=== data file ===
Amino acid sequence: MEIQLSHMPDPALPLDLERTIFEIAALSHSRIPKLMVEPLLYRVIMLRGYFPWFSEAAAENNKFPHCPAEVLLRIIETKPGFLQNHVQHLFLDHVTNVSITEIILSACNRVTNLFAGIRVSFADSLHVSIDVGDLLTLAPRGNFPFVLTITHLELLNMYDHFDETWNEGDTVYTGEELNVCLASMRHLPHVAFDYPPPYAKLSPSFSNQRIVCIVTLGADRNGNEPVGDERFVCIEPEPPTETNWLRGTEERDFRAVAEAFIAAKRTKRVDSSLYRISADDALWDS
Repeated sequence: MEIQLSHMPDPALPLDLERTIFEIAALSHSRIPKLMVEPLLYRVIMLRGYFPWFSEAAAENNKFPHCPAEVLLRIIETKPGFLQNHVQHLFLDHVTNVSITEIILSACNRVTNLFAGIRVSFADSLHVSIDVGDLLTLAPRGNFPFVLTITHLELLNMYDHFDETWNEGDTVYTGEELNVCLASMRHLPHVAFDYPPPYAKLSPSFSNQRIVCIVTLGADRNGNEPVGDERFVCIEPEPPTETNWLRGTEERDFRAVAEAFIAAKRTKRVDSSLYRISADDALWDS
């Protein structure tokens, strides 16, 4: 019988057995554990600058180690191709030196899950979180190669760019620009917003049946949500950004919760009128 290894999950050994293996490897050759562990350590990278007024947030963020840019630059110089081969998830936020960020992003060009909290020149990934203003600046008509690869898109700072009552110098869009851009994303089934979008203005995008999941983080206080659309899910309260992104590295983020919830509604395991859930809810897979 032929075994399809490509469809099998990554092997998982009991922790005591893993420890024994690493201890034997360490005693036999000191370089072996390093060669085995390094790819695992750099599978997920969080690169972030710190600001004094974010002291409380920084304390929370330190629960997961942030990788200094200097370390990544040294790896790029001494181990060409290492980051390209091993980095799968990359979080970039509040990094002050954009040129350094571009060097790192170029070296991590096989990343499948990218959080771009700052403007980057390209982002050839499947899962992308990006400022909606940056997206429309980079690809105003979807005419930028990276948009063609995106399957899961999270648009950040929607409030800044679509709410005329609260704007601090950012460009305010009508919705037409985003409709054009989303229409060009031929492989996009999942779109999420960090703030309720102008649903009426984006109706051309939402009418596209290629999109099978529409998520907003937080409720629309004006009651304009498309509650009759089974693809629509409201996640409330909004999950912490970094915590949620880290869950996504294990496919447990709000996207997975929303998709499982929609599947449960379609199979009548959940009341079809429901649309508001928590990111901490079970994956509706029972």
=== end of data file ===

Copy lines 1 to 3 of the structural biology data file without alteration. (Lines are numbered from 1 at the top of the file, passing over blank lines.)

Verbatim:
Amino acid sequence: MEIQLSHMPDPALPLDLERTIFEIAALSHSRIPKLMVEPLLYRVIMLRGYFPWFSEAAAENNKFPHCPAEVLLRIIETKPGFLQNHVQHLFLDHVTNVSITEIILSACNRVTNLFAGIRVSFADSLHVSIDVGDLLTLAPRGNFPFVLTITHLELLNMYDHFDETWNEGDTVYTGEELNVCLASMRHLPHVAFDYPPPYAKLSPSFSNQRIVCIVTLGADRNGNEPVGDERFVCIEPEPPTETNWLRGTEERDFRAVAEAFIAAKRTKRVDSSLYRISADDALWDS
Repeated sequence: MEIQLSHMPDPALPLDLERTIFEIAALSHSRIPKLMVEPLLYRVIMLRGYFPWFSEAAAENNKFPHCPAEVLLRIIETKPGFLQNHVQHLFLDHVTNVSITEIILSACNRVTNLFAGIRVSFADSLHVSIDVGDLLTLAPRGNFPFVLTITHLELLNMYDHFDETWNEGDTVYTGEELNVCLASMRHLPHVAFDYPPPYAKLSPSFSNQRIVCIVTLGADRNGNEPVGDERFVCIEPEPPTETNWLRGTEERDFRAVAEAFIAAKRTKRVDSSLYRISADDALWDS
């Protein structure tokens, strides 16, 4: 019988057995554990600058180690191709030196899950979180190669760019620009917003049946949500950004919760009128 290894999950050994293996490897050759562990350590990278007024947030963020840019630059110089081969998830936020960020992003060009909290020149990934203003600046008509690869898109700072009552110098869009851009994303089934979008203005995008999941983080206080659309899910309260992104590295983020919830509604395991859930809810897979 032929075994399809490509469809099998990554092997998982009991922790005591893993420890024994690493201890034997360490005693036999000191370089072996390093060669085995390094790819695992750099599978997920969080690169972030710190600001004094974010002291409380920084304390929370330190629960997961942030990788200094200097370390990544040294790896790029001494181990060409290492980051390209091993980095799968990359979080970039509040990094002050954009040129350094571009060097790192170029070296991590096989990343499948990218959080771009700052403007980057390209982002050839499947899962992308990006400022909606940056997206429309980079690809105003979807005419930028990276948009063609995106399957899961999270648009950040929607409030800044679509709410005329609260704007601090950012460009305010009508919705037409985003409709054009989303229409060009031929492989996009999942779109999420960090703030309720102008649903009426984006109706051309939402009418596209290629999109099978529409998520907003937080409720629309004006009651304009498309509650009759089974693809629509409201996640409330909004999950912490970094915590949620880290869950996504294990496919447990709000996207997975929303998709499982929609599947449960379609199979009548959940009341079809429901649309508001928590990111901490079970994956509706029972």